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The impact of home on health: the truth of the matter

Research is continuing to strengthen the case that the quality of our built environments plays a critically important role in our overall physical, mental, and social/emotional health.


  • As both a physical and setting for social health, it’s likely that the quality of our built environments (like home)  makes up more than 50% of the determination of our health (alongside lifestyle choices, medical care and genetics)1.
  • Housing quality is related to the likelihood of contracting cardiovascular disease and communicable disease transmission (tuberculosis, for one). Indoor pollution such as chemical off-gassing of products and mold represent other hazards to health.

Interestingly (and tragically), even a personal lack of personal control over the built environment may increase the risk of death from heart disease.2 This suggests we should be examining ways to provide enhanced choice and freedom in homes, whether this be selection of neighborhood (a long-standing problem) or at the micro level, options for personalization inside a home—such as shelves for family photographs. Such seemingly simple features may in fact be health-promoting and fully worthy of our attention.

These notions impact us all, but they are especially real for people that experience poor housing that may be in a dangerous neighborhood, have a leaking roof, a poorly maintained air conditioning unit, or lend a sense of crowding that increases stress.

In our culture that takes great comfort and confirmation from quantitative metrics, architectural and interior designers must confidently and consistently make the case that built environment, including home, matters to our fundamental health and wellness— and then design these environments armed with empirical and other knowledge to best provide the health support people deserve.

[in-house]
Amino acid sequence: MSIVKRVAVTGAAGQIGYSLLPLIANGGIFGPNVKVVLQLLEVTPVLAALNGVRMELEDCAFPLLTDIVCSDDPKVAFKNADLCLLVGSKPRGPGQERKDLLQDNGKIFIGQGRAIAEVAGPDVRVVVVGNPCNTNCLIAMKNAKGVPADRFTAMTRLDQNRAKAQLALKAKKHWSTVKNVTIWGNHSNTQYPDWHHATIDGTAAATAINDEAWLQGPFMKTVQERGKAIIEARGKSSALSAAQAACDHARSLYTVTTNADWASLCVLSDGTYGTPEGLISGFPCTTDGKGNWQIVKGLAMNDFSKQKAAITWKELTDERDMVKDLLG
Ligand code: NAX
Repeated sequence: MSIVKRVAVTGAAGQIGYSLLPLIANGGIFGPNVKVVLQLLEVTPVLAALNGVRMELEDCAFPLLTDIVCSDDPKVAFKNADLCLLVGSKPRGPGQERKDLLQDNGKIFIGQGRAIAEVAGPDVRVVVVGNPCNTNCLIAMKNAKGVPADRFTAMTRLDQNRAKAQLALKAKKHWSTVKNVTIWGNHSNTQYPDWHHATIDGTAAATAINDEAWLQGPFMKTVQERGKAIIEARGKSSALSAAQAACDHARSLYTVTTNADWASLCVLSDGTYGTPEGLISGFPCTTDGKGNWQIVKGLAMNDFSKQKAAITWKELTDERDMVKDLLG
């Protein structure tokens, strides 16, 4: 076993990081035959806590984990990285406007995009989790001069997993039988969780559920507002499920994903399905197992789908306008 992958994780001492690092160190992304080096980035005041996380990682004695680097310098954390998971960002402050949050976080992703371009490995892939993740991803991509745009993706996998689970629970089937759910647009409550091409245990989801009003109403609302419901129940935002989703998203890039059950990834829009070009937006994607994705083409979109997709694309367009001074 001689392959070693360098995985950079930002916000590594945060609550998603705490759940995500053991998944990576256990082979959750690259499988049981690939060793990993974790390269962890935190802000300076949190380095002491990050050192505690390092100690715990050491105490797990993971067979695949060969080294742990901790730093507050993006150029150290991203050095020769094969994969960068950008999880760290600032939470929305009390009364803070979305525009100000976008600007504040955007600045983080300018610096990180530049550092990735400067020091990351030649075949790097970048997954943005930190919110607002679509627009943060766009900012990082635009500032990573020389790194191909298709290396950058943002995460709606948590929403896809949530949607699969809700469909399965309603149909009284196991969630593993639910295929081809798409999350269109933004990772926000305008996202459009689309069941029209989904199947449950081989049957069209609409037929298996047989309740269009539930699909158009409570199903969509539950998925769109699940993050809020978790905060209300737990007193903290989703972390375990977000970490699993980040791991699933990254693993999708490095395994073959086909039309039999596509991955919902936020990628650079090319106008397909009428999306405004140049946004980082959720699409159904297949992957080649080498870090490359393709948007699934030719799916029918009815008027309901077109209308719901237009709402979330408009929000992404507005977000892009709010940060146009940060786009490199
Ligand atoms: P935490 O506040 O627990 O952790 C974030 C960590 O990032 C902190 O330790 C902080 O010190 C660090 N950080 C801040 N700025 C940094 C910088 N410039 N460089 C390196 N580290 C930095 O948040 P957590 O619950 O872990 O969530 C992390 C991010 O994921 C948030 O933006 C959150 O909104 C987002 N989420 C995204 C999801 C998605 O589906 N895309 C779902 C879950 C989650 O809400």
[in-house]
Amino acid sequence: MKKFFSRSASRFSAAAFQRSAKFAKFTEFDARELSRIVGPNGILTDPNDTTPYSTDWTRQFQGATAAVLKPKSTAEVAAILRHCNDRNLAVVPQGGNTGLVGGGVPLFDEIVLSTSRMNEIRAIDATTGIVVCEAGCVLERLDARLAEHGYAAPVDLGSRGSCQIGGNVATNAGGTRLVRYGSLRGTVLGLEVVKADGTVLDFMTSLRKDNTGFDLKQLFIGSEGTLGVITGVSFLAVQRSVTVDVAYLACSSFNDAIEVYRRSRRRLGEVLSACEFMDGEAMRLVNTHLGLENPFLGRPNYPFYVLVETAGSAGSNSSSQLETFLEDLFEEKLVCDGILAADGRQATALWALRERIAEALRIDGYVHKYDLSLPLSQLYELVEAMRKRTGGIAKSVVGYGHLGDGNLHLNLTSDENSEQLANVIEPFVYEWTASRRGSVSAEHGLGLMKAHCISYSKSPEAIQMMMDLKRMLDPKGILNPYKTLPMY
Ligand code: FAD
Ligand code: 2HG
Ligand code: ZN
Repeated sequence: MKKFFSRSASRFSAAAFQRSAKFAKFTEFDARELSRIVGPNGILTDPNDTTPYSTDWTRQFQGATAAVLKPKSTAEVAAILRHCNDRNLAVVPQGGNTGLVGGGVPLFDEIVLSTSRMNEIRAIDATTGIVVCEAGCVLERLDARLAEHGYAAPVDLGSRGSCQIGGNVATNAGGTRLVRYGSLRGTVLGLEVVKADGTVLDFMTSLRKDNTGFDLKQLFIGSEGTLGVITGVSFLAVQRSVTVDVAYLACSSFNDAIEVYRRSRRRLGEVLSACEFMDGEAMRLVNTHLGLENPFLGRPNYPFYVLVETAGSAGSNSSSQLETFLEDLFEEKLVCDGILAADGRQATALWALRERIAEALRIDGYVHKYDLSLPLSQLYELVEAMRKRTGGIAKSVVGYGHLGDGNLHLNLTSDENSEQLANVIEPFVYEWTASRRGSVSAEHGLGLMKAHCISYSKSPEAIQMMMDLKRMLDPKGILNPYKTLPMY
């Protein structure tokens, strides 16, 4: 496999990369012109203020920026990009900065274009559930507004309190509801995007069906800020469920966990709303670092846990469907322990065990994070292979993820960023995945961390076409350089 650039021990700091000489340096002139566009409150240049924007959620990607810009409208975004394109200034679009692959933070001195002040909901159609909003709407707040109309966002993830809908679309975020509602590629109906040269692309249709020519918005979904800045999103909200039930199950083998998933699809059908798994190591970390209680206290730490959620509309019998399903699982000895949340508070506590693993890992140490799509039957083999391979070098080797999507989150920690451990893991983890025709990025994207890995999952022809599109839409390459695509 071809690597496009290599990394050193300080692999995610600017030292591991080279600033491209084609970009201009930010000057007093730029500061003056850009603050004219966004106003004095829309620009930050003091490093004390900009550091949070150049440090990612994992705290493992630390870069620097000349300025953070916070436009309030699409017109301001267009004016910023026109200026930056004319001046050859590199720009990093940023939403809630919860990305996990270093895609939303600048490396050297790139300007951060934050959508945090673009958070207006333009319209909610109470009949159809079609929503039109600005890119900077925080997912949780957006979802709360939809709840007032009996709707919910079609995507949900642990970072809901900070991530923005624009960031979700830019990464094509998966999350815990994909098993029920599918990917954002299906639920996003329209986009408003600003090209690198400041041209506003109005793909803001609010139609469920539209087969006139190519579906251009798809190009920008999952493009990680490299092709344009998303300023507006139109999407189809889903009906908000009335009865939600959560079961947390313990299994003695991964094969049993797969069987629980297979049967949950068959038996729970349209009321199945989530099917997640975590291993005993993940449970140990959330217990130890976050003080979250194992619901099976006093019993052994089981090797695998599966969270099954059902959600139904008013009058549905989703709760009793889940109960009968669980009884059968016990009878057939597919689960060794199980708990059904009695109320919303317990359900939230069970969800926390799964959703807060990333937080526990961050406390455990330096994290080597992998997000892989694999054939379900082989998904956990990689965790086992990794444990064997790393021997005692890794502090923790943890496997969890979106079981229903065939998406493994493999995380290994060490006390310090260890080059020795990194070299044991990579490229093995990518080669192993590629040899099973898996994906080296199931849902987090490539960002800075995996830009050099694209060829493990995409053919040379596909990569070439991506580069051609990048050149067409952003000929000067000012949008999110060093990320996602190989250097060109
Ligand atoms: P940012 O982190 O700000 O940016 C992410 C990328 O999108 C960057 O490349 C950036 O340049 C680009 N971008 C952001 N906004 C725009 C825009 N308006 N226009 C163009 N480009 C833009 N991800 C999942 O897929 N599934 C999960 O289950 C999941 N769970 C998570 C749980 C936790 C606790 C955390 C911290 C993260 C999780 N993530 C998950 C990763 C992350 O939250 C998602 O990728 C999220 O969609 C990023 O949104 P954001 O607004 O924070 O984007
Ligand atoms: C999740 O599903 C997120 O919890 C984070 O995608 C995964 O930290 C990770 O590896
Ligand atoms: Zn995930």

Design Resources for Homelessness is a non-profit organization dedicated to informing design choices for homes, shelters and other settings that people recovering from trauma require. Learn more at designresourcesforhomelessness.org


1Tarlov, A.R., Public Policy Frameworks for Improving Population Health. Annals of the New York Academy of Sciences, 1999. 896 (Socioeconomic Status and Health in Industrial Nations: Social, Psychological, and Biological Pathways): p. 281-293.

2World Health Organization. 2010. Equity, social determinants and public health programmes. WHO. Erik Blas and Anand Sivasankara Kurup (editors), ISBN 978 92 4 156397 0  Retrieved from http://apps.who.int/iris/bitstream/10665/44289/1/9789241563970_eng.pdf

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